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Time For Change And The Economics Of Rail In New Zealand

Much has been written about the financial performance of Rail in New Zealand over the past few years but few seem to understand, at least from the writer’s perspective, the true economics, or dare I say it the bigger picture of Rail in the broader economy and in the socio / political environment. This post is about the former, the broader economic  justification for Rail in the macro sense.
In reading the Productivity Commissions draft report on New Zealand “International Freight Transport Services”, released this week, it struck me that once again there was a challenge as to the wisdom of further major Rail investment in New Zealand. This is quite a widely held view of academic economists and ex Treasury officials in New Zealand and is a matter of the public record. It is also not surprising as one David Heatley has written much on Rail economics in New Zealand (see below) and he is also a key advisor to the Commission. David does seem to be trying to make a point somewhere here about Rail viability.
It may not be widely known by the Public but in 1988/89 the New Zealand Governments Treasury went as far as recommending the complete closure of the nations entire railway system. It was only the valiant efforts of the NZRC Board and Railways management at the time that saved the day for Rail in New Zealand. Together with a somewhat sympathetic  Minister of Railways, by the name of Richard Prebble.  Treasury maintained this view well into the 1990’s and off -loading this “liability” business played a big part in the decision to privatise Rail that was to follow a few short years later. Basically if we can’t close it lets sell it! I will write more about this history in due course and what lead to that view and conclusion but back to the present.
More recently a strong view is still held by certain interests that a wholesale closure of parts, or even all, of the current network is desirable. What is interesting is that this is a view held by otherwise broadly well informed, intelligent observers rather than the users of the Railway system, the public or the politicians.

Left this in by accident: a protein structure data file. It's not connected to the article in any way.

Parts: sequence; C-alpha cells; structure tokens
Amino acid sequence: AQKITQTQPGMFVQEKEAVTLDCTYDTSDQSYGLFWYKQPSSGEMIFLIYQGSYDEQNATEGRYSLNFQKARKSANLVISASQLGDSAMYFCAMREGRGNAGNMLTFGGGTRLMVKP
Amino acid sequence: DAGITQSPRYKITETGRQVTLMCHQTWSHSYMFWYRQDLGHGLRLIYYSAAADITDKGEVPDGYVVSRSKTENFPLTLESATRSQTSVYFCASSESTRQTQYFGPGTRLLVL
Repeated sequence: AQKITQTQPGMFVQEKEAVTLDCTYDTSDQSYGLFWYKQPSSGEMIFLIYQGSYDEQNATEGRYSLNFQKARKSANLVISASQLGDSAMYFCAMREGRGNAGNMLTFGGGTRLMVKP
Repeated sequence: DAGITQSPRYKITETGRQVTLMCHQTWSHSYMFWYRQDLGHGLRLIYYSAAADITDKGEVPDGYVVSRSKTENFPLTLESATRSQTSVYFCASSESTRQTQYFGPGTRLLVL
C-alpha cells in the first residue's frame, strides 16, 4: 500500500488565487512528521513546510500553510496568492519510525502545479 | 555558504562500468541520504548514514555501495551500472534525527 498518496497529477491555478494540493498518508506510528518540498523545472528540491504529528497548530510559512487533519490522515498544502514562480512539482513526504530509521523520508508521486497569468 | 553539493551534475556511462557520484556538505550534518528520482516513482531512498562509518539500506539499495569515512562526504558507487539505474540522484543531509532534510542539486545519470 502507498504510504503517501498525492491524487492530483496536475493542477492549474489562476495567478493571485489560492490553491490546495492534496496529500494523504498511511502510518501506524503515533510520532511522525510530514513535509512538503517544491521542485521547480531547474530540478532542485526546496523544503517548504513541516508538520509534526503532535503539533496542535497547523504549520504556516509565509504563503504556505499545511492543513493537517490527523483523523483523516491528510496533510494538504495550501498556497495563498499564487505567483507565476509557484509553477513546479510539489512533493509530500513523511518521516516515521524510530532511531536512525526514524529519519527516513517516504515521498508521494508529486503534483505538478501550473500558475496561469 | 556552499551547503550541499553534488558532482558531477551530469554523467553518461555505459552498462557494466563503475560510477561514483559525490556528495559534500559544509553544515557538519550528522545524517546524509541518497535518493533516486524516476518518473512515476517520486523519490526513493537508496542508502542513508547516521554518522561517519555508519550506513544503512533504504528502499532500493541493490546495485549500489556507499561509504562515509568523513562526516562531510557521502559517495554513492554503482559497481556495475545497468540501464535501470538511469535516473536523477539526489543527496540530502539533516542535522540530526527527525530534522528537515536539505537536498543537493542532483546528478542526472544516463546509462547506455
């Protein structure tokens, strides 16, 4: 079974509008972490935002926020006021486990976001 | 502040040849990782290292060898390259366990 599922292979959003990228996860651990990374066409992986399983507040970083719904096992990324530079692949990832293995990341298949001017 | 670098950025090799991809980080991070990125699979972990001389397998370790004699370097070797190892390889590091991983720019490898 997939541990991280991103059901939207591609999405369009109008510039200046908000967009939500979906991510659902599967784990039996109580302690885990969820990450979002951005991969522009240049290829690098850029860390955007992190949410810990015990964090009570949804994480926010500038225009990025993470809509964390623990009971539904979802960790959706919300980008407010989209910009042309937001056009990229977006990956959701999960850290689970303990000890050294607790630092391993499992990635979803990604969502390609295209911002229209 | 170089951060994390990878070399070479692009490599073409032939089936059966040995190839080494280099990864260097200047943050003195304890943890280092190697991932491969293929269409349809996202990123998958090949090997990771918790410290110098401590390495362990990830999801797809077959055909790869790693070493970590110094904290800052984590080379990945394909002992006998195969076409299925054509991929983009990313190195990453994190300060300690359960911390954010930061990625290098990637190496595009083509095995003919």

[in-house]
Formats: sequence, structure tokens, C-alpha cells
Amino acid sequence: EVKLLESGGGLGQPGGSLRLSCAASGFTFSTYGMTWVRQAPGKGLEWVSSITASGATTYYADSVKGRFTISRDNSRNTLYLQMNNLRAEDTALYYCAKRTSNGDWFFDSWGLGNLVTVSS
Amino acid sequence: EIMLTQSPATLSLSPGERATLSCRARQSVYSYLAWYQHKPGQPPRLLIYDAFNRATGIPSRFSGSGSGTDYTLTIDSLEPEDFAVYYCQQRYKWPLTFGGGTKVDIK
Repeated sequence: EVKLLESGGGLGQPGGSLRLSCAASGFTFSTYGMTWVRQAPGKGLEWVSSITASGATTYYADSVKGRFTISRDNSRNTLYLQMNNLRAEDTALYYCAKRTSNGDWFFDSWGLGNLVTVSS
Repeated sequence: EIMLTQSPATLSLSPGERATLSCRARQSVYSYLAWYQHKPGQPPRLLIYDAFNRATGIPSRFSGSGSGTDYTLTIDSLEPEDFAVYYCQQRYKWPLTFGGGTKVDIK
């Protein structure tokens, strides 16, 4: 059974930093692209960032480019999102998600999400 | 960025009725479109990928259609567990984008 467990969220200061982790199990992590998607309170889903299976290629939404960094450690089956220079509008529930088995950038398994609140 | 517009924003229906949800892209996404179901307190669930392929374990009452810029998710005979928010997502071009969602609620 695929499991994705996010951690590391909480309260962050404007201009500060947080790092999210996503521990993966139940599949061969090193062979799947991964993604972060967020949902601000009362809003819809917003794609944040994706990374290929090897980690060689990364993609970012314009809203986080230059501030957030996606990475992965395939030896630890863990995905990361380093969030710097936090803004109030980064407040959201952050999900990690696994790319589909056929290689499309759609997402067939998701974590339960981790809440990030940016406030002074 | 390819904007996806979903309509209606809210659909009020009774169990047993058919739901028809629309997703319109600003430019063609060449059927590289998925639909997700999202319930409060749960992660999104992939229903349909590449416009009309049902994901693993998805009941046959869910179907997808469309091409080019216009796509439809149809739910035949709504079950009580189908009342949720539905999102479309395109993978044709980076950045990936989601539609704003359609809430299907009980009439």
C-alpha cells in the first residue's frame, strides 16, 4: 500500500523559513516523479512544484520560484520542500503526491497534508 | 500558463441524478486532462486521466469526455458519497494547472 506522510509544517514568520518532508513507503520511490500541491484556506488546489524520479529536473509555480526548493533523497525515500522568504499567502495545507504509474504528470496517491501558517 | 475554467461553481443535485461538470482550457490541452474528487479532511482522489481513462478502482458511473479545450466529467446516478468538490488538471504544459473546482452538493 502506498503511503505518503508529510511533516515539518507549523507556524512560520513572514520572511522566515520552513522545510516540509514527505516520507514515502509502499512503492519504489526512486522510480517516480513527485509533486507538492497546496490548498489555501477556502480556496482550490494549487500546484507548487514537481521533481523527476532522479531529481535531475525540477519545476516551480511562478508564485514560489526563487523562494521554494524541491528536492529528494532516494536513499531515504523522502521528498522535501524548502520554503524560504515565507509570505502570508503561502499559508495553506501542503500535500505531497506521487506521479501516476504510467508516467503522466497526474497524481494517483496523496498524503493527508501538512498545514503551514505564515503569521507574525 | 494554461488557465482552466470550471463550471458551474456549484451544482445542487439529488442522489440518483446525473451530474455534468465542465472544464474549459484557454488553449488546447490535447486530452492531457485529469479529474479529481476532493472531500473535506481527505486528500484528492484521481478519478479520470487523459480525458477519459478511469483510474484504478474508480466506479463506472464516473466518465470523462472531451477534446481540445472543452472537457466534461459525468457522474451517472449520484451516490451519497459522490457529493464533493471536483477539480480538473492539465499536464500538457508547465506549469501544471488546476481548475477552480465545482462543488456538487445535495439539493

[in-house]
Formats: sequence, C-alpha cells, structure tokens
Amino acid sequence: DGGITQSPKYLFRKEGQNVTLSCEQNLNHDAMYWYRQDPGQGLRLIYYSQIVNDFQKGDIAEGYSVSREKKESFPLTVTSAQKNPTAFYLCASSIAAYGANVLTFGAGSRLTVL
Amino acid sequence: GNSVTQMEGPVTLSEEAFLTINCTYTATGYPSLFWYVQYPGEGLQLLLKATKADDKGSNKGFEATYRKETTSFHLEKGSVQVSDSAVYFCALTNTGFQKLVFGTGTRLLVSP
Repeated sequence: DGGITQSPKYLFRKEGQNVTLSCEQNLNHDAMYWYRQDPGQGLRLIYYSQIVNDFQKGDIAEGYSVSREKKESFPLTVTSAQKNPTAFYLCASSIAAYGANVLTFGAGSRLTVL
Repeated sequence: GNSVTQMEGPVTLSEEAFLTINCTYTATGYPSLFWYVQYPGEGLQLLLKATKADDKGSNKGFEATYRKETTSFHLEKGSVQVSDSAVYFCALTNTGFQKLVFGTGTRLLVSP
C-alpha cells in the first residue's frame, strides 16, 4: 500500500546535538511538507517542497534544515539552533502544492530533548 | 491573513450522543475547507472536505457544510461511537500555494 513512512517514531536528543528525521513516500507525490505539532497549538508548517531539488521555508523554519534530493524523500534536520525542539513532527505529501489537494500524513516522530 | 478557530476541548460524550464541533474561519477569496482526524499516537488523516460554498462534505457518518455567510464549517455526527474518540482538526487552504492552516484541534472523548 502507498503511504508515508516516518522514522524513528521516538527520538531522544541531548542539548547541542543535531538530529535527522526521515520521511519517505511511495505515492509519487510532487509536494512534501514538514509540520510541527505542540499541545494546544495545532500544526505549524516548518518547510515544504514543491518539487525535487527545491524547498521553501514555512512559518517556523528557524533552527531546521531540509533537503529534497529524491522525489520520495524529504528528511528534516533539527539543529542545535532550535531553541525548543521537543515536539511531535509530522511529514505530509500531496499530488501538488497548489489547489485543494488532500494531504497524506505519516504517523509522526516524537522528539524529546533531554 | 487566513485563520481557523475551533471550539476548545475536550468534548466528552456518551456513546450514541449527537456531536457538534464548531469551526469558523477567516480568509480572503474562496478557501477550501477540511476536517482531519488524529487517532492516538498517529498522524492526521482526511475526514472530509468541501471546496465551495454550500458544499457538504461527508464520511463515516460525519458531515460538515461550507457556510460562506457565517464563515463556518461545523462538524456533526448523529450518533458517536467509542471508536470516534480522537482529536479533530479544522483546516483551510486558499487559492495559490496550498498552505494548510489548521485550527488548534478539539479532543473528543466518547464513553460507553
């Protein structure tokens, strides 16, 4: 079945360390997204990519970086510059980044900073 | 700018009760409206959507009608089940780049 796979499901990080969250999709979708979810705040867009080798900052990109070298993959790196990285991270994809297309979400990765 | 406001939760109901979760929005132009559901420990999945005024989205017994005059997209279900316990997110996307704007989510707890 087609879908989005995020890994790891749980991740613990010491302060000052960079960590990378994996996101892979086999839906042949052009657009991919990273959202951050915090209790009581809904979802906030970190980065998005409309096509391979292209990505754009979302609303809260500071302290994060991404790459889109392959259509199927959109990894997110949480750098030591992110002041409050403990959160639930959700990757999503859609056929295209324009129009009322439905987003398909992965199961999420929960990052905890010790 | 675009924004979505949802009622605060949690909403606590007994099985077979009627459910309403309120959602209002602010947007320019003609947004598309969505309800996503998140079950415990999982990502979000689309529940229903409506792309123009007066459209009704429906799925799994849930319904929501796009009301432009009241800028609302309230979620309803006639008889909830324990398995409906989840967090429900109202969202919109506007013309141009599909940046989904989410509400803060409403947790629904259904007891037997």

Big companies like Fonterra, Solid Energy, the nations major export ports such as Port of Tauranga, freight forwarders such Mainfreight and Toll, the forestry industries are keen supporters of Rail and lobby the Government for investment in Rail assets and upgrades. What is it they see that the academic, research fellows and ex Treasury officials don’t seem to see? Is it just big business promoting its own self interest as some might say? That they see a way of getting cheap freight rates below economic costs at the cost of taxpayer investment? Thank you Mr Taxpayer! Or is it more about broader economic comparative advantage and lowering supply chain costs in order to make our supply chain to the worlds markets for our produce cheaper than our international competitors?  So that in turn we export more produce overseas and therefore have a higher GDP for the good of the nation’s economic prosperity overall? The truth most likely is that it is a combination of these factors. It is good for their business’s growth but also a way of subsidising their transport costs through government intervention by public investment of taxpayers money in Rail. This in turn leads to a stronger export lead economy and a higher profit for those businesses and a better performing New Zealand overall from which we all benefit. In a pure efficient market this may sound like a nonsense, but other countries we compete against do it so we seem to be forced into a corner.
It seems Rail in its history has so often been wedged into this somewhat uncomfortable position itself as it is in many other parts of the world. New Zealand at large, it would seem, should generally benefit from these investments in Rail infrastructure much like it does in Roads.  But many struggle to see the public good in Rail that they can easily see in Roads because Rail is more of a closed system not open to causal users like the Roads. Only the Rail operating company has access to the tracks. When it comes to Roads everyone seems to be a socialist as it enables us all to put our “snout in the trough”.